Synthesis, characterization and in vitro activity of a surface-attached antimicrobial cationic peptide.

PMID 19408136


Infection associated with implanted biomaterials is common and costly and such infections are extremely resistant to antibiotics and host defenses. Consequently, there is a need to develop surfaces which resist bacterial adhesion and colonization. The broad spectrum synthetic cationic peptide melimine has been covalently linked to a surface via two azide linkers, 4-azidobenzoic acid (ABA) or 4-fluoro-3-nitrophenyl azide (FNA), and the resulting surfaces characterized by X-ray photoelectron spectroscopy and contact angle measurements. The quantity of bound peptide was estimated by a modified Bradford assay. The antimicrobial efficacy of the two melimine-modified surfaces against Pseudomonas aeruginosa and Staphylococcus aureus was compared by scanning electron microscopy (SEM) and fluorescence microscopy. Attachment of melimine via ABA gave an approximately 4-fold greater quantity of melimine bound to the surface than attachment via FNA. Surfaces melimine-modified by either attachment strategy showed significantly reduced bacterial adhesion for both strains of bacteria. P. aeruginosa exposed to ABA-melimine and FNA-melimine surfaces showed marked changes in cell morphology when observed by SEM and a reduction of approximately 15-fold (p < 0.001) in the numbers of adherent bacteria compared to controls. For the ABA-melimine surface there was a 33% increase in cells showing damaged membranes (p = 0.0016) while for FNA-melimine there was no significant difference. For S. aureus there were reductions in bacterial adhesion of approximately 40-fold (p < 0.0001) and 5-fold (p = 0.008) for surfaces modified with melimine via ABA or FNA, respectively. There was an increase in cells showing damaged membranes on ABA-melimine surfaces of approximately 87% (p = 0.001) compared to controls, while for FNA-melimine there was no significant difference observed. The data presented in this study show that melimine has excellent potential for development as a broad spectrum antimicrobial coating for biomaterial surfaces. Further, it was observed that the efficacy of antimicrobial activity is related to the method of attachment.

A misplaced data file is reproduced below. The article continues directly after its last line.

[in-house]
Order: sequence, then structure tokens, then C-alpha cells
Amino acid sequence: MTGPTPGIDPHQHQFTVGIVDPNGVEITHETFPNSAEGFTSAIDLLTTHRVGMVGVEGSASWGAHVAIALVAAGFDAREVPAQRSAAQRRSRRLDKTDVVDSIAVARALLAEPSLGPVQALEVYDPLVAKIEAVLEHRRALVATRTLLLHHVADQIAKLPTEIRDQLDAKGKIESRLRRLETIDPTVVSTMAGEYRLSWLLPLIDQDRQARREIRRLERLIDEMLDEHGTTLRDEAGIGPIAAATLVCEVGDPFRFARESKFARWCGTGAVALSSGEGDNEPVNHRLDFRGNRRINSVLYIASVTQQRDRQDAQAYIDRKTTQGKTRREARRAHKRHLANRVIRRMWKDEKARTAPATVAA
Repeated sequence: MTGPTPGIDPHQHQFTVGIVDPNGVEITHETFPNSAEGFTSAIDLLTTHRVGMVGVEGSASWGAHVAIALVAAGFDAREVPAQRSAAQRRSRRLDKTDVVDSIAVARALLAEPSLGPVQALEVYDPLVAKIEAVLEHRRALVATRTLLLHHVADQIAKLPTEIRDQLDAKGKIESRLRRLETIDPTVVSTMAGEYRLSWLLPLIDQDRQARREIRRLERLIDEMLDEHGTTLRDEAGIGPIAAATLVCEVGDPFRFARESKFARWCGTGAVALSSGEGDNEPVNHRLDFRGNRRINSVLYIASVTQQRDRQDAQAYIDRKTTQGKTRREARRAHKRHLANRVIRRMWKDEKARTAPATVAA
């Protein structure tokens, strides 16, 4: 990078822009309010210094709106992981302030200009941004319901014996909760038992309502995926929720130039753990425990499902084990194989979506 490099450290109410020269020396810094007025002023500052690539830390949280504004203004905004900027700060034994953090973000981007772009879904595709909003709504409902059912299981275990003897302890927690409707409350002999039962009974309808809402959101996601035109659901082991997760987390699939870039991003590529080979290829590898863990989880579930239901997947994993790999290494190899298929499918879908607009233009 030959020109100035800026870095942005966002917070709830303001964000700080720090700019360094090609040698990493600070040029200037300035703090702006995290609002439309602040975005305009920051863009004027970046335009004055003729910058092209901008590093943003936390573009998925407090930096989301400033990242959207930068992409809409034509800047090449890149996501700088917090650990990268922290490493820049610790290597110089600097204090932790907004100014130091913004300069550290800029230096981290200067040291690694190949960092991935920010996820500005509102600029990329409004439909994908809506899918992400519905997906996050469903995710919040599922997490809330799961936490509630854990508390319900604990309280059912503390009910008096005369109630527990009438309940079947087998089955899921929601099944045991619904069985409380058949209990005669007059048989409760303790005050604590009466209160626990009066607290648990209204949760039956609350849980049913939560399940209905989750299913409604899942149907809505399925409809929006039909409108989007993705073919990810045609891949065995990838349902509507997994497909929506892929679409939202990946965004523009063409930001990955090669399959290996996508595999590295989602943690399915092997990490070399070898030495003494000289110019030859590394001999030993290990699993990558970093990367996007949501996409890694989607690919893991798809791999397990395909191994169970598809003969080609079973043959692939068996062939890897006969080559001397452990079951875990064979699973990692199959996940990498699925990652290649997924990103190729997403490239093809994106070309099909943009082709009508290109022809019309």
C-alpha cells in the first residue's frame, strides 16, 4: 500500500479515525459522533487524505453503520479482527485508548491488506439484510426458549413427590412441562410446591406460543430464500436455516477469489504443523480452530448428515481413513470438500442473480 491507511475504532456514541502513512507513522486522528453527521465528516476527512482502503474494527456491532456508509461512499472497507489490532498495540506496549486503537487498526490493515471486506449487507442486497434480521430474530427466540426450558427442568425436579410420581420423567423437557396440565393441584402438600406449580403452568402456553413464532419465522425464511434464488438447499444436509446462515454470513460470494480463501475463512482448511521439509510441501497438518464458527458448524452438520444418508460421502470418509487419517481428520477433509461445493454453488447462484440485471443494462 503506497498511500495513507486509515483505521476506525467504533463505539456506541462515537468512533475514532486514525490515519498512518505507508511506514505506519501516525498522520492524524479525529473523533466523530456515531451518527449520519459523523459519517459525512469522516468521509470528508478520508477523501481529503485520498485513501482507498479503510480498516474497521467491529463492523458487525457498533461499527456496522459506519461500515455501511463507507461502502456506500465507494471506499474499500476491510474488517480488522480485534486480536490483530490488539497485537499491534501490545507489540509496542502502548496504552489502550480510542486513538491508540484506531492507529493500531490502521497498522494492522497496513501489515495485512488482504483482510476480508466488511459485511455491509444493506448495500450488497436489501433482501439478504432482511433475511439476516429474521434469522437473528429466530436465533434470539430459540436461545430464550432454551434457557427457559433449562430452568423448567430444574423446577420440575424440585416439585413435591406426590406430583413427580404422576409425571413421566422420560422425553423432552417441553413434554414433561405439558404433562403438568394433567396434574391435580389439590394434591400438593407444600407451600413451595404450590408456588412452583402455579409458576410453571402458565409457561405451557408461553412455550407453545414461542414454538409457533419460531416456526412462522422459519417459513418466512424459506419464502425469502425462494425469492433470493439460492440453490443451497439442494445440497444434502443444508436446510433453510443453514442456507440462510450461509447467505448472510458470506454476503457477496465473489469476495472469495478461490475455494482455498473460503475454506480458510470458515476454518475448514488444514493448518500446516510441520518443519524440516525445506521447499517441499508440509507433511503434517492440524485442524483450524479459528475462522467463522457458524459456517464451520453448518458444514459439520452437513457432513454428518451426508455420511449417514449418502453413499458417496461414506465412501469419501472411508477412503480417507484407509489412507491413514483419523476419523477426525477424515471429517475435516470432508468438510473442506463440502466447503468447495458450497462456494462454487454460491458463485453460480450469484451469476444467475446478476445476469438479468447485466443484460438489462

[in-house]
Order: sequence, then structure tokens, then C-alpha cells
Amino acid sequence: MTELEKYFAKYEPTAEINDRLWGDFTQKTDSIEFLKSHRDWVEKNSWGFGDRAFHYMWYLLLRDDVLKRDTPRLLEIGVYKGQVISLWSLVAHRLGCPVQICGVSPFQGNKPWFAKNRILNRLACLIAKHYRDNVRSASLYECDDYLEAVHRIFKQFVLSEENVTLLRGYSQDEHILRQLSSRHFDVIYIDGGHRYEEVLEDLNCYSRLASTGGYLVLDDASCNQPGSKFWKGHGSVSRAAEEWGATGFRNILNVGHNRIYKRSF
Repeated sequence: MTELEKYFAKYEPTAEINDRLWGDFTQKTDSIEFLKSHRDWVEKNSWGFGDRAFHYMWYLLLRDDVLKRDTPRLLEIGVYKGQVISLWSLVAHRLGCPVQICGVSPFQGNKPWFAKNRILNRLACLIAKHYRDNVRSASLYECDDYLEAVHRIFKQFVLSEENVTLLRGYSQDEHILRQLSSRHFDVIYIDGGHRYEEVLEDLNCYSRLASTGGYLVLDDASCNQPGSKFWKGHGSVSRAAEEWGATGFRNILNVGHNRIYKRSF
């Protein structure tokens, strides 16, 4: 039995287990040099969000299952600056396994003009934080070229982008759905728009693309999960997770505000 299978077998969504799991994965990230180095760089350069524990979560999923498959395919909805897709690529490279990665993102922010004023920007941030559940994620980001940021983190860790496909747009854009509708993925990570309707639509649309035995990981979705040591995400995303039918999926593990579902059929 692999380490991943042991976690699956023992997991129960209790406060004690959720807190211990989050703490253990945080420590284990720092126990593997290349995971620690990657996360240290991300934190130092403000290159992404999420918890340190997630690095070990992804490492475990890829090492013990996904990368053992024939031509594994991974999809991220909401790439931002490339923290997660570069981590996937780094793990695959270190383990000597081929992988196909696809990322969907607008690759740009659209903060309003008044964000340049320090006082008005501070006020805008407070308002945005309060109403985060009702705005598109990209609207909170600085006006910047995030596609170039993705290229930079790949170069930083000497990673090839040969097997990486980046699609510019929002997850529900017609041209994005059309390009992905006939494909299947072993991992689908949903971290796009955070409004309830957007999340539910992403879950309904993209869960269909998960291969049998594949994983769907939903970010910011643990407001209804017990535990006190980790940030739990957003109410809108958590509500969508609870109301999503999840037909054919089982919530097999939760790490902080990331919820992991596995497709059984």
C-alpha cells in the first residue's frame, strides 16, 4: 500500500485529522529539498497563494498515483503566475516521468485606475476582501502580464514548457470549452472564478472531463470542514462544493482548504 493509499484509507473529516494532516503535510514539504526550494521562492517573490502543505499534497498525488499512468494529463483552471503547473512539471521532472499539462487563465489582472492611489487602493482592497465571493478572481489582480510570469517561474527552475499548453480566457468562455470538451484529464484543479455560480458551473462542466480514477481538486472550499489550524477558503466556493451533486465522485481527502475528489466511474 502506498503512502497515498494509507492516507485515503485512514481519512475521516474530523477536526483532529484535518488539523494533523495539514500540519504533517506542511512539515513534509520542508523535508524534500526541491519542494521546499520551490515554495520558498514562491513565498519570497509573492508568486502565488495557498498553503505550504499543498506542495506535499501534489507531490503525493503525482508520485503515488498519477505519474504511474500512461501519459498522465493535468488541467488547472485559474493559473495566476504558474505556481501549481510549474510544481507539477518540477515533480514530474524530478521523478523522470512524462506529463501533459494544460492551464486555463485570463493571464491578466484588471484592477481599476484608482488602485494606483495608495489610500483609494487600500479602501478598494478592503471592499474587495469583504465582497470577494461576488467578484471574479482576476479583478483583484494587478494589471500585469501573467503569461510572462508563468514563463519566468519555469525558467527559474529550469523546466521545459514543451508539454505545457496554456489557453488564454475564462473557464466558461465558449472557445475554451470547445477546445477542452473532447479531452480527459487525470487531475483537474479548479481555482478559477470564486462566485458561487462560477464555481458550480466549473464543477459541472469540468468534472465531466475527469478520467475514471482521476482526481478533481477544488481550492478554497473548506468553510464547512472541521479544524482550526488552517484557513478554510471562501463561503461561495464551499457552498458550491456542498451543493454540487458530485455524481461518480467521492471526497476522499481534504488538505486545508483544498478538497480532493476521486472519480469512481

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4-Azidobenzoic acid solution, ~0.2 M in tert-butyl methyl ether, ≥95.0% (HPLC)